Self-control and Criminal Opportunity

Cross-Sectional Test of the General Theory of Crime

Published in: Criminal Justice and Behavior, v. 25, no. 1, Mar. 1998, p. 81-98

Posted on RAND.org on December 31, 1997

by Douglas L. Longshore, Susan Turner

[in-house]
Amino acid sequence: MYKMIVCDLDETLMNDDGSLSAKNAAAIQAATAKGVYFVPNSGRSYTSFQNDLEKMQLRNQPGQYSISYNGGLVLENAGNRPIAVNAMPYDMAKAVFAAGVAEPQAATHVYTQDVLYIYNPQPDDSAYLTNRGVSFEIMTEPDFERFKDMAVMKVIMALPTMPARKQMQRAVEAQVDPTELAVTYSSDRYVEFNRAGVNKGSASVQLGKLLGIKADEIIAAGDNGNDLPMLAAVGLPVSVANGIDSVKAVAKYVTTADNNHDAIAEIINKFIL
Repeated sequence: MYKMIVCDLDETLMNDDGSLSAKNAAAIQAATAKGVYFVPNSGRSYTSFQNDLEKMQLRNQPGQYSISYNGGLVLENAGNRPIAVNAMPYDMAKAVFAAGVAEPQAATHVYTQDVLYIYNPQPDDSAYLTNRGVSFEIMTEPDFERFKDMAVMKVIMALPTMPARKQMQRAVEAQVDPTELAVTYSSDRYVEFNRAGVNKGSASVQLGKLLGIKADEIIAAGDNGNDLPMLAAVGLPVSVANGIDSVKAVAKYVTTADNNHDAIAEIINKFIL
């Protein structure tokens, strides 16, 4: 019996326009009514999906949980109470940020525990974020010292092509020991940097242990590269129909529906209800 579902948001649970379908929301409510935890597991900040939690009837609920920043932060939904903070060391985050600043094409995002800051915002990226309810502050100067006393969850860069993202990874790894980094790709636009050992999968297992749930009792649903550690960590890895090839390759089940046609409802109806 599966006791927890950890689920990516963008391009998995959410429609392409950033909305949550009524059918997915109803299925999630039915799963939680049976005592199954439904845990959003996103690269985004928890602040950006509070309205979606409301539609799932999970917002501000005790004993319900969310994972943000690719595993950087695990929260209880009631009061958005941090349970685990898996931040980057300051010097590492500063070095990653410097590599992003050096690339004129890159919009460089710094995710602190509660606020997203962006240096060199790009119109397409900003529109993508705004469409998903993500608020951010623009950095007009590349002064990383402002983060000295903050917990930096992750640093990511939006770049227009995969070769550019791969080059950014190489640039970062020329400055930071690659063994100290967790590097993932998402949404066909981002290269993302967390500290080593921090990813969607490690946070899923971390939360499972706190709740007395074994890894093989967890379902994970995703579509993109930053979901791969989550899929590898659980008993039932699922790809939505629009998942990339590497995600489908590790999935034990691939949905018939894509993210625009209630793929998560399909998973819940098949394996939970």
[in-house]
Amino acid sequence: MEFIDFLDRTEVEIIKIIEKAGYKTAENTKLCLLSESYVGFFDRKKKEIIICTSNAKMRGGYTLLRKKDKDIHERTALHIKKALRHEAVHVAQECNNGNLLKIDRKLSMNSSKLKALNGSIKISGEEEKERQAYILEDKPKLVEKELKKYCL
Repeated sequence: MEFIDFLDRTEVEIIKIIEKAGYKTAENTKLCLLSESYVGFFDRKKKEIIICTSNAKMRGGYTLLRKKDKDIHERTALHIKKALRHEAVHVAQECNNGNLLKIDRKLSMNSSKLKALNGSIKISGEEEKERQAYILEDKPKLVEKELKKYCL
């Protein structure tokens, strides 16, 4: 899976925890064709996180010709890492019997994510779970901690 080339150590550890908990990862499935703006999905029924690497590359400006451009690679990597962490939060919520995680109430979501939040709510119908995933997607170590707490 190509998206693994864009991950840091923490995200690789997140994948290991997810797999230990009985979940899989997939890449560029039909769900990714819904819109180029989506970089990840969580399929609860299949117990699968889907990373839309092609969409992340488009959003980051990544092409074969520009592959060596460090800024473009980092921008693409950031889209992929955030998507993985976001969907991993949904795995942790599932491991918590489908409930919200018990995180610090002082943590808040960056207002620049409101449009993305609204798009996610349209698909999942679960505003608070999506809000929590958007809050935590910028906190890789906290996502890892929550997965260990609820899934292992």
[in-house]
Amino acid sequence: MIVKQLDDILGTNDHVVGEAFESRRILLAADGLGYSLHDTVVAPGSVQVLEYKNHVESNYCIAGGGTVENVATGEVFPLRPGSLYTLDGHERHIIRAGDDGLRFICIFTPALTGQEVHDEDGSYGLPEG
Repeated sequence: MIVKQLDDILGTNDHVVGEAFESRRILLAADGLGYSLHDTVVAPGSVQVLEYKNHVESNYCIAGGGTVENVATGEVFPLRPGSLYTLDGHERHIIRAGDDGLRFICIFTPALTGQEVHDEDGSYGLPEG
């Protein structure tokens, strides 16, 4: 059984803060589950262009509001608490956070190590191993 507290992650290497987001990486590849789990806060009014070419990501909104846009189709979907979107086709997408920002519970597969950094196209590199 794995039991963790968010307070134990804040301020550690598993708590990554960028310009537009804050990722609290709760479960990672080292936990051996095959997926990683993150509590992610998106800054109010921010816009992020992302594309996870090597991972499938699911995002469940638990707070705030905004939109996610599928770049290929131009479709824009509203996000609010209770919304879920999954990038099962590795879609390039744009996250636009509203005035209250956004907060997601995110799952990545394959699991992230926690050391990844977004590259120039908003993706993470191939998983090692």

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In this study, the authors tested two hypotheses drawn from the general theory of crime. The first hypothesis is that low self-control is a major individual-level cause of crime. The second, that the effect of self-control is contingent on criminal opportunity. The measure of self-control used was a 23-item self-report index. To measure criminal opportunity, two proxy variables were used: gender and crime-involved friends. Crime measures included number of criminal acts of force and number of criminal acts of fraud reported in a 6-month recall period by a sample of 522 criminal offenders. Self-control was lower among offenders reporting more crimes of force and fraud, but the variance explained by self-control was low in each case. The relationship between self-control and fraud crimes was contingent on criminal opportunity, but the relationship between self-control and force crimes was not. Implications of these findings for the general theory of crime are reviewed.

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